Every Friday we’ll be picking a classic cricket book that has been reviewed in TWC to help you pass the weekend. Make your recommendations in the comments below.

What is it?
Fatty Batter – How Cricket Saved My Life (Then Ruined It) by Michael Simkins (Ebury Press)

What’s it all about then?
The actor and Guardian columnist, Michael Simkins, hilariously and evocatively remembers how his early love of cricket turned into a lifelong obsession.

What did we give it?

What did we say?
This is so funny and shrewd, self-deprecating, evocative, observant and laugh-out-loud-true that any reader will ration its reading to make it last while desperately hoping the author may turn out to be a long-lost cousin.

In 1966, aged 10 and while consuming a chocolate bar with gourmand intensity, young Simkins happens to see Colin Milburn on television coming down the pavilion steps. “He barrels down, two at a time, his huge stomach wobbling up and down each tread like a giant blancmange, the flesh straining against the flimsy buttons of his cricket shirt. He seems an amalgam of every fat kid who has ever sat in the corner of a school changing room having gym shoes thrown at him by his classmates.”

From this fatal attraction grows a fixation, initially fuelled by solitary games of Owzthat between players he names, (for sweet-related reasons) Callard and Bowser. With a plastic beach bat he learns the rudiments of the game in the stock room of his parents’ sweet shop. The story of the acquisition of his first flannels could be by Dickens out of the Brothers Grimm. Cricket inspires him to get into grammar school and slow down on the creme eggs.

In real life, he also says, he is so bad at it it’s funny. Except the chapters where he becomes a ball-by-ball commentator, passes for an MCC member, invents and organises a Sunday team and finds himself a plaything of Hardyesque gods, caught between the last day of the final Ashes Test of 2005 and a nice little earner in a TV drama with Martine McCutcheon, seem cumulatively to suggest he’s rather better than he’s letting on.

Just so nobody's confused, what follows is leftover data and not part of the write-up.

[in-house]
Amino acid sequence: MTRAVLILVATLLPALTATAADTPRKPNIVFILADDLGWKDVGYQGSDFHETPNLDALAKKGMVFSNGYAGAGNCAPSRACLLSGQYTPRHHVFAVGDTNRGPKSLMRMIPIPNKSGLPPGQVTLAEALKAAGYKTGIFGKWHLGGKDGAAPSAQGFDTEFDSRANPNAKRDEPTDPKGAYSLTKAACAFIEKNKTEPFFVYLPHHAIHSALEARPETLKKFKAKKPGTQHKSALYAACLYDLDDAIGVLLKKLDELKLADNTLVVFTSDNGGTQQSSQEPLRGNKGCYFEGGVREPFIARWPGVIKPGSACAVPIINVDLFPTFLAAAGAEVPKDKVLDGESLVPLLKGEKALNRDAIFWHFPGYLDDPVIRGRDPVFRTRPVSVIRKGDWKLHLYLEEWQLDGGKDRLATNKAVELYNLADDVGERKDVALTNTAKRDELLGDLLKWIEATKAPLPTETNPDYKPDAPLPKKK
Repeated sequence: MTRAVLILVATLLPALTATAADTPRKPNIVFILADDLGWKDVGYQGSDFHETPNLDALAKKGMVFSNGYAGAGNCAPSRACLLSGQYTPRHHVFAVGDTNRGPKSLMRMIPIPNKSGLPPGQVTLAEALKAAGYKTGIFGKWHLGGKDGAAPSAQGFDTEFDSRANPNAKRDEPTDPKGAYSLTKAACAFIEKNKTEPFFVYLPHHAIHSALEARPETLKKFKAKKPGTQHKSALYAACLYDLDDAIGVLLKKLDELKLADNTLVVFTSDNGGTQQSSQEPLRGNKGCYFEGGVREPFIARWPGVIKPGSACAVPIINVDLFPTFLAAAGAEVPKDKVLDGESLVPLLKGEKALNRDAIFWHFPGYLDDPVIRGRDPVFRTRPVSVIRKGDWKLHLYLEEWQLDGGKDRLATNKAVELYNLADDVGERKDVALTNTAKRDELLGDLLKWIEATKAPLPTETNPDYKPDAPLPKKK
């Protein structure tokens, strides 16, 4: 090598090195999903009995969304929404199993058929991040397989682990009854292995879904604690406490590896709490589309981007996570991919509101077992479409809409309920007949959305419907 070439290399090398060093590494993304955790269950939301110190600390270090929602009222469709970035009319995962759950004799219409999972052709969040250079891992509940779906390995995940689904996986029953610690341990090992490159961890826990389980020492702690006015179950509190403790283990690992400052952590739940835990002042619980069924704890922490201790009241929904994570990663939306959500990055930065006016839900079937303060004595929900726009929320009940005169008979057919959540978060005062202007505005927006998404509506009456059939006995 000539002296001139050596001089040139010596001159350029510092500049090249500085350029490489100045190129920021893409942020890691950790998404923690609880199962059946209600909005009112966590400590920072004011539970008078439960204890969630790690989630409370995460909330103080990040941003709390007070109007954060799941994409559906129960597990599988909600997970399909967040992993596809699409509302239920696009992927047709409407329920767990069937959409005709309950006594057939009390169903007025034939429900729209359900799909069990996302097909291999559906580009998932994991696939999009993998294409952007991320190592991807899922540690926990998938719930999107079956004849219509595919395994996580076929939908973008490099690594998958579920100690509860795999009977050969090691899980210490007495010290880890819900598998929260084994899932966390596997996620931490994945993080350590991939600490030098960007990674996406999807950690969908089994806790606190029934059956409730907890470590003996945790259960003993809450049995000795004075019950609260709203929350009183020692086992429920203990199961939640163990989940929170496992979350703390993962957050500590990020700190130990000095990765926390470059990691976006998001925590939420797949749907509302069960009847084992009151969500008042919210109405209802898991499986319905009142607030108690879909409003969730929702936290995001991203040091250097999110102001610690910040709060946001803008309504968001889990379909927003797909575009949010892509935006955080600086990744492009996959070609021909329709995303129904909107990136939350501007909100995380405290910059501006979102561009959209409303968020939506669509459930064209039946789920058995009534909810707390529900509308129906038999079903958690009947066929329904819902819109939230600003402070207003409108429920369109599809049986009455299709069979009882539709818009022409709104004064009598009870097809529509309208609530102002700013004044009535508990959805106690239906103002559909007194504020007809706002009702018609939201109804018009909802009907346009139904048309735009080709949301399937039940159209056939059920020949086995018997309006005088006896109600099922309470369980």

Gillian Reynolds, July 2007

What did they say?
‘An instant classic’ – Stephen Fry
‘Once you’ve read this account of one man’s love affair with cricket, you’ll never want to read another ghosted autobiography again’ – Michael Atherton

Someone must have hated it?
Overly fond of sweets, it wasn’t long before Simkins became addicted to cricket. Unfortunately, he also quickly discovered that the real pleasure to be had in playing cricket depends on who you are playing with – and that many cricket teams are full of childish, dull, reactionary half-wits.

Misogyny plays its part too, as anyone restrained enough to make their way through the whole of this book without stabbing it with a fork will find out. If you like stories about sweaty, middle-aged men revelling in their own inadequacies, you’ll love this. A truly suburban effort.
Tom Tomaszewski in the Independent, who gave it 2/5

Why not tell us what your favourite cricket book is, or which book you’d like to see in ‘The weekend read’ in the comments below …